Make us your home page
Autos | Survey

Owners want cars to make a lasting impression

Car owners are breaking out of the buy-a-car-every-few-years cycle, opting to drive their current vehicles and repair them instead, a recent survey shows. More are holding onto their cars longer, and many are putting more miles on their current vehicles — 50,000 or more — than on their previous vehicle, with a majority planning to keep their ride until it dies. The survey, conducted by online auto repair resource AutoMD (, also revealed that the economy is influencing many to do their own repairs and pay closer attention to maintenance on their current vehicle. Times wires

Keeping car longer

50%Nearly half say their current vehicle had over 100,000 miles.

13%Planned to drive their current vehicle for 150,000 or more miles.

56%Planned to drive their current vehicle until it dies.

77%Nearly four in five plan to drive their current vehicle for 50,000 (or more) miles than they drove their previous vehicle.

12%Fewer than 12 percent said they will keep their current vehicle for fewer miles than their previous vehicle.

Repair, maintenance

54%Spent $500 or more on yearly repairs to their vehicle.

21%Spent $1,000 or more.

44%Say tight budgets are driving them to pay more attention to maintenance and repairs or do the repairs themselves.

25%About one-fourth of the survey respondents said that "in this economy, I simply can't afford not to" hold onto their vehicle for 100,000 miles or more.

30%Almost 30 percent indicated that being vigilant with repairs and service should keep it in good running condition.

The survey was conducted online among car owners in December 2009 and January 2010.

Owners want cars to make a lasting impression 02/17/10 [Last modified: Wednesday, February 17, 2010 3:30am]
Photo reprints | Article reprints

© 2017 Tampa Bay Times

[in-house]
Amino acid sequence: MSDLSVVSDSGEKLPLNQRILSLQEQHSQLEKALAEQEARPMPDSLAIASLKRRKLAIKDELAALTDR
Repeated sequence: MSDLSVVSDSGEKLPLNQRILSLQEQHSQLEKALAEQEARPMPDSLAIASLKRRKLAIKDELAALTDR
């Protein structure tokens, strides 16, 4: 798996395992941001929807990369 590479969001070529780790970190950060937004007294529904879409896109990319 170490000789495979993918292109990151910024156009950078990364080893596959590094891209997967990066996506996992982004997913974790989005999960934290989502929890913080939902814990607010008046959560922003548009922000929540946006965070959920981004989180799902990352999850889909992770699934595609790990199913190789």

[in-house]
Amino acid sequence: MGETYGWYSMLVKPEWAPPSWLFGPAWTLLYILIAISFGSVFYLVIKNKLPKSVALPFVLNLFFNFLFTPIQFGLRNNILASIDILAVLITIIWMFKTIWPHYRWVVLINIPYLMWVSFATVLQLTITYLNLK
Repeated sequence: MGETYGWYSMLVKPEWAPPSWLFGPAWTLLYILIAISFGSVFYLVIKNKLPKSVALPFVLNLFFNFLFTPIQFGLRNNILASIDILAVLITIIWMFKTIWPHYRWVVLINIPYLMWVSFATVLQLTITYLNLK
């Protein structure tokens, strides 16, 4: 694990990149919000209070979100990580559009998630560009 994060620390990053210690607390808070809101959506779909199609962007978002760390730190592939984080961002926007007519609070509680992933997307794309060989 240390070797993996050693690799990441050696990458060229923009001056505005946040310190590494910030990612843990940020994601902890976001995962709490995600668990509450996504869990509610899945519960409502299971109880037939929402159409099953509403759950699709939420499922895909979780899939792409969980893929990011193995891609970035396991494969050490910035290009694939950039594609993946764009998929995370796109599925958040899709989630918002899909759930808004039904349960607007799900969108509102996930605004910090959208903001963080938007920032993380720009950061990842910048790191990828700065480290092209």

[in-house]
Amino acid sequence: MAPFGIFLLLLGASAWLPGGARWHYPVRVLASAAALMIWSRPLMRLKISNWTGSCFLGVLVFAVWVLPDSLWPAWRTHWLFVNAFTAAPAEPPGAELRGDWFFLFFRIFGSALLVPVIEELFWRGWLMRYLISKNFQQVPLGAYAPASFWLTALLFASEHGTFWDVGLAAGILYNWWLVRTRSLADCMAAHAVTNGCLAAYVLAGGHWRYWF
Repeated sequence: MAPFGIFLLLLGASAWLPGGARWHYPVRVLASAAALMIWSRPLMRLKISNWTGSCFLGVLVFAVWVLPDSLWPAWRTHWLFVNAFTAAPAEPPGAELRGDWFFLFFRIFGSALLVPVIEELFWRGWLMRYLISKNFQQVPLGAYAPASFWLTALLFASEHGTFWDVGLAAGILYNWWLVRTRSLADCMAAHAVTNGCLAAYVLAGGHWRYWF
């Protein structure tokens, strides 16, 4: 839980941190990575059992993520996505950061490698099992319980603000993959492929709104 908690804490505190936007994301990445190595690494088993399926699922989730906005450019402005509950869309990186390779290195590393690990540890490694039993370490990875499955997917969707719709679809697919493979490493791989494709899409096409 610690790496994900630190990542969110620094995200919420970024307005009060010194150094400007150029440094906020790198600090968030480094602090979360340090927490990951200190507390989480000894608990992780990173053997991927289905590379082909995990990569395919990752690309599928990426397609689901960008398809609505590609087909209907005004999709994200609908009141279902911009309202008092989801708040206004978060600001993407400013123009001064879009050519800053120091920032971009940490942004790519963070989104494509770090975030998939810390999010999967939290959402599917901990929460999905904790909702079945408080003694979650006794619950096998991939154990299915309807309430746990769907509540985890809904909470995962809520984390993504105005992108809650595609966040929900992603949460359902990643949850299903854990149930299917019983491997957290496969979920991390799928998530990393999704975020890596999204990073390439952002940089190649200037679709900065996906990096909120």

Join the discussion: Click to view comments, add yours

  1. Law firm's Russia ties prove nothing about Trump


    The statement

    "Law firm @POTUS used to show he has no ties to Russia was named Russia Law Firm of the Year for their extensive ties to Russia. Unreal."

    Sen. Chris Murphy, D-Conn., stands during a media availability on Capitol Hill, Monday, June 20, 2016 in Washington. A divided Senate blocked rival election-year plans to curb guns on Monday, eight days after the horror of Orlando's mass shooting intensified pressure on lawmakers to act but knotted them in gridlock anyway — even over restricting firearms for terrorists. (AP Photo/Alex Brandon)
  2. Pasco county lawyer disbarred for taking woman's money

    Real Estate

    NEW PORT RICHEY — The Florida Supreme Court on Thursday disbarred Pasco County attorney and former congressional candidate Constantine Kalogianis.

    The Florida Supreme Court on Thursday disbarred Pasco County attorney and former congressional candidate Constantine Kalogianis. 
[2016 booking photo via Pasco County Sheriff's Office]
  3. Rick Scott signs package of tax breaks

    State Roundup

    TALLAHASSEE — Gov. Rick Scott signed a tax cut package Thursday that — while vastly scaled back from what he wanted — eliminates the so-called "tampon tax" and offers tax holidays for back-to-school shoppers and Floridians preparing for hurricane season.

    Florida Governor Rick Scott signed a tax cut package that will cost state coffers $91.6 million during the upcoming year. [Joe Raedle | Getty Images]
  4. FBI probes fraudster's alleged church scam following Tampa Bay Times report

    Real Estate

    PLANT CITY — Once again, the FBI is investigating felon fraudster Victor Thomas Clavizzao.

    The FBI is investigating convicted mortgage fraudster Victor Thomas Clavizzao on new allegations following a Tampa Bay Times report.
[TImes file photo]

  5. Tampa Bay is ground-zero for assignment of benefits cases over broken auto glass


    When Rachel Thorpe tried to renew her auto insurance last year for her Toyta RAV4, she was stunned to see her monthly premium had nearly doubled to $600. The Sarasota driver was baffled since her only recent claim was over a broken windshield.

    Auto glass lawsuits filed by a third party (through what's known as assignment of benefits) are skyrocketing in Tampa Bay.
[Times file photo]